that are waiting for locks that 
 -- are blocked by other users. The inst_id
will show us the instance that 
 -- the session resides on while the sid will be
a unique identifier for 
 -- the session. The grant_level will show us
how the GES lock is granted to 
 -- the user. The request_level will show us
what status we are trying to 
 -- obtain.  The lockstate column will
show us what status the lock is in. 
 -- The last column shows how long this
session has been waiting. 
 -- 
 set numwidth 5 
 column state format a16 tru; 
 column event format a30 tru; 
 select dl.inst_id, s.sid, p.spid,
dl.resource_name1, 
 decode(substr(dl.grant_level,1,8),'KJUSERNL','Null','KJUSERCR','Row-S
(SS)', 
 'KJUSERCW','Row-X
(SX)','KJUSERPR','Share','KJUSERPW','S/Row-X (SSX)', 
 'KJUSEREX','Exclusive',request_level) as
grant_level, 
 decode(substr(dl.request_level,1,8),'KJUSERNL','Null','KJUSERCR','Row-S
(SS)', 
 'KJUSERCW','Row-X (SX)','KJUSERPR','Share','KJUSERPW','S/Row-X
(SSX)', 
 'KJUSEREX','Exclusive',request_level) as
request_level, 
 decode(substr(dl.state,1,8),'KJUSERGR','Granted','KJUSEROP','Opening', 
 'KJUSERCA','Cancelling','KJUSERCV','Converting')
as state, 
 s.sid, sw.event, sw.seconds_in_wait sec 
 from gv$ges_enqueue dl, gv$process p,
gv$session s, gv$session_wait sw 
 where blocked = 1 
 and (dl.inst_id = p.inst_id and dl.pid =
p.spid) 
 and (p.inst_id = s.inst_id and p.addr =
s.paddr) 
 and (s.inst_id = sw.inst_id and s.sid =
sw.sid) 
 order by sw.seconds_in_wait desc; 
 -- LOCAL ENQUEUES: 
 -- This section will show us if there are any
local enqueues. The inst_id will 
 -- show us the instance that the session
resides on while the sid will be a 
 -- unique identifier for. The addr column will
show the lock address. The type 
 -- will show the lock type. The id1 and id2
columns will show specific 
 -- parameters for the lock type. 
 -- 
 set numwidth 12 
 column event format a12 tru 
 select l.inst_id, l.sid, l.addr, l.type,
l.id1, l.id2, 
 decode(l.block,0,'blocked',1,'blocking',2,'global')
block, 
 sw.event, sw.seconds_in_wait sec 
 from gv$lock l, gv$session_wait sw 
 where (l.sid = sw.sid and l.inst_id =
sw.inst_id) 
 and l.block in (0,1) 
 order by l.type, l.inst_id, l.sid; 
 -- LATCH HOLDERS: 
 -- If there is latch contention or 'latch
free' wait events in the WAITING 
 -- SESSIONS section we will need to find out
which proceseses are holding 
 -- latches. The inst_id will show us the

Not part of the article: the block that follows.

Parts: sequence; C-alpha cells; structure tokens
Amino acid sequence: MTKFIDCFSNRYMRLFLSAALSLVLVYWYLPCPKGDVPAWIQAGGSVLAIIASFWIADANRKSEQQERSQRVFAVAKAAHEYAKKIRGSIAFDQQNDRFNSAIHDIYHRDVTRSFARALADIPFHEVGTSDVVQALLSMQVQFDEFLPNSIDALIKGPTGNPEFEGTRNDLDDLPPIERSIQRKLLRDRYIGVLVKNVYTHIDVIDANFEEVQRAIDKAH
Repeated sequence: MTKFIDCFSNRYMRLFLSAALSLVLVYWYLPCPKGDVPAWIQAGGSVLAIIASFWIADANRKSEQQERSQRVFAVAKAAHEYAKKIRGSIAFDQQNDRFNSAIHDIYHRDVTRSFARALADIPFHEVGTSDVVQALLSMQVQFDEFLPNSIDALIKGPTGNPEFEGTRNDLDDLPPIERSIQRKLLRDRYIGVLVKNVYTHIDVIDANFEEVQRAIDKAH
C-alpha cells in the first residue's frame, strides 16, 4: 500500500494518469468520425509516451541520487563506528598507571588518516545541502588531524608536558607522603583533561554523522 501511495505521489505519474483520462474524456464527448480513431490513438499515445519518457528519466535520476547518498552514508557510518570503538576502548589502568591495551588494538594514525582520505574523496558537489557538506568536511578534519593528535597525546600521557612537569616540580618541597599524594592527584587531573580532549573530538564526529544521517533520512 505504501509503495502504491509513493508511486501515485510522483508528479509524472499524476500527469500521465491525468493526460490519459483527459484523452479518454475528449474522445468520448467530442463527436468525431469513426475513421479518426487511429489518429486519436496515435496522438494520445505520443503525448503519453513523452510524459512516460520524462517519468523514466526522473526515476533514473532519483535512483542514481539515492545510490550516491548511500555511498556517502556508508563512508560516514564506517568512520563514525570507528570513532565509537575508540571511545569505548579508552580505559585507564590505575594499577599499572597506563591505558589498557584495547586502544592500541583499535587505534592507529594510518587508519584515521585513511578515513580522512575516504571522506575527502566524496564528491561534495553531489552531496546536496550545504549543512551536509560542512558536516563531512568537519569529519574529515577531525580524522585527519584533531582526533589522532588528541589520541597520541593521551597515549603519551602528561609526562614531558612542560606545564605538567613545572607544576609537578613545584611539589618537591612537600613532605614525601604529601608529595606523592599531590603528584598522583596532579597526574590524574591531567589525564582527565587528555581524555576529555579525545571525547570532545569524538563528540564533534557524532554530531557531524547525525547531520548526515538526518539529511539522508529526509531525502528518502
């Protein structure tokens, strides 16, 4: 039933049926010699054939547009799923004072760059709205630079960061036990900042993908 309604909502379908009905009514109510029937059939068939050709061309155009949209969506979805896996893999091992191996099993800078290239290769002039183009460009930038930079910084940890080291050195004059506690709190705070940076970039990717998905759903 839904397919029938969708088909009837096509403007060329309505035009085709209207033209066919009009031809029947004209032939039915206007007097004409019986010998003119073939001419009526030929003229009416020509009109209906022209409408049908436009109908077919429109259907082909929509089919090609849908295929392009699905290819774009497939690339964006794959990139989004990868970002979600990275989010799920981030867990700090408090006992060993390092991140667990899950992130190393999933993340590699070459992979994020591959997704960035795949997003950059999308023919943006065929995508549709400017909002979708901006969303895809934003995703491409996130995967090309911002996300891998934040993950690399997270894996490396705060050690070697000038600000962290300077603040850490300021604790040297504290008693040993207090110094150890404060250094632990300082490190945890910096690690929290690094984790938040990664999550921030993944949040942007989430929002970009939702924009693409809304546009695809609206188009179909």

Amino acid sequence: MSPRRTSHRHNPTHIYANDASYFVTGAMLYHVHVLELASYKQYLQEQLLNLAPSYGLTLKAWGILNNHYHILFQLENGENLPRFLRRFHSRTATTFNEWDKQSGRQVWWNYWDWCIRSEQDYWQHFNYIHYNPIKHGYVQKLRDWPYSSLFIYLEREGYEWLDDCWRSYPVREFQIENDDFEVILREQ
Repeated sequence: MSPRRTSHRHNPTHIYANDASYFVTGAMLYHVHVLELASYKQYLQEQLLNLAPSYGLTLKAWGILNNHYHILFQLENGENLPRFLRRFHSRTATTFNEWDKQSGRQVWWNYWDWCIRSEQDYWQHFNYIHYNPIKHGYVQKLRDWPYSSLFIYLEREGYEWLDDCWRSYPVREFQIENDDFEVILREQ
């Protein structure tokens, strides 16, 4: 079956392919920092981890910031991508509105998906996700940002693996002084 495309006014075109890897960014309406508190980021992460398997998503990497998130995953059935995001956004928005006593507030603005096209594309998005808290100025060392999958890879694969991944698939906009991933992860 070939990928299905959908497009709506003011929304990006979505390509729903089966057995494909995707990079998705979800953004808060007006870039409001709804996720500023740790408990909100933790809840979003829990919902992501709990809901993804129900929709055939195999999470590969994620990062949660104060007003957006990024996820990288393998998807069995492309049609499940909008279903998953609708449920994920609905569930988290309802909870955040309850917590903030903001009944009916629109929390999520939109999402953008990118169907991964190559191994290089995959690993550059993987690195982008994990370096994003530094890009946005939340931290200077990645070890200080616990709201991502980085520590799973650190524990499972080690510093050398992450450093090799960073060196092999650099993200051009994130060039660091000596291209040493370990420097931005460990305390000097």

instance that the session resides 
 -- on while the sid will be a unique
identifier for. The username column 
 -- will show the session's username. The
os_user column will show the os 
 -- user that the user logged in as. The name
column will show us the type 
 -- of latch being waited on. You can search
Metalink for the latch name in 
 -- the search bar. Example (include single
quotes): 
 -- [ 'library cache' latch ]. Metalink should
return some useful information 
 -- on the type of latch. 
 -- 
 set numwidth 5 
 select distinct lh.inst_id, s.sid,
s.username, p.username os_user, lh.name 
 from gv$latchholder lh, gv$session s,
gv$process p 
 where (lh.sid = s.sid and lh.inst_id =
s.inst_id) 
 and (s.inst_id = p.inst_id and s.paddr =
p.addr) 
 order by lh.inst_id, s.sid; 
 -- LATCH STATS: 
 -- This view will show us latches with less
than optimal hit ratios 
 -- The inst_id will show us the instance for
the particular latch. The 
 -- latch_name column will show us the type of
latch. You can search Metalink 
 -- for the latch name in the search bar.
Example (include single quotes): 
 -- [ 'library cache' latch ]. Metalink should
return some useful information 
 -- on the type of latch. The hit_ratio shows
the percentage of time we 
 -- successfully acquired the latch. 
 -- 
 column latch_name format a30 tru 
 select inst_id, name latch_name, 
 round((gets-misses)/decode(gets,0,1,gets),3)
hit_ratio, 
 round(sleeps/decode(misses,0,1,misses),3)
"SLEEPS/MISS" 
 from gv$latch 
 where
round((gets-misses)/decode(gets,0,1,gets),3) < .99 
 and gets != 0 
 order by
round((gets-misses)/decode(gets,0,1,gets),3); 
 -- No Wait Latches: 
 -- 
 select inst_id, name latch_name, 
 round((immediate_gets/(immediate_gets+immediate_misses)),
3) hit_ratio, 
 round(sleeps/decode(immediate_misses,0,1,immediate_misses),3)
"SLEEPS/MISS" 
 from gv$latch 
 where round((immediate_gets/(immediate_gets+immediate_misses)),
3) < .99 
 and immediate_gets + immediate_misses > 0 
 order by
round((immediate_gets/(immediate_gets+immediate_misses)), 3); 
 -- GLOBAL CACHE CR PERFORMANCE 
 -- This shows the average latency of a
consistent block request. 
 -- AVG CR BLOCK RECEIVE TIME should typically
be about 15 milliseconds 
 -- depending on your system configuration and
volume, is the average 
 -- latency of a consistent-read request
round-trip from the requesting 
 -- instance to the holding instance and back
to the requesting instance. If 
 -- your CPU has limited idle time and your
system typically processes 
 -- long-running queries, then the latency may
be higher. However, it is 
 -- possible to have an average latency of
less than one millisecond with 
 -- User-mode IPC. Latency can be influenced
by a high value for the 
 -- DB_MULTI_BLOCK_READ_COUNT parameter. This
is because a requesting process 
 -- can issue more than one request for a
block depending on the setting of
 -- this parameter. Correspondingly, the requesting
process may wait longer. 
 -- Also check interconnect badwidth, OS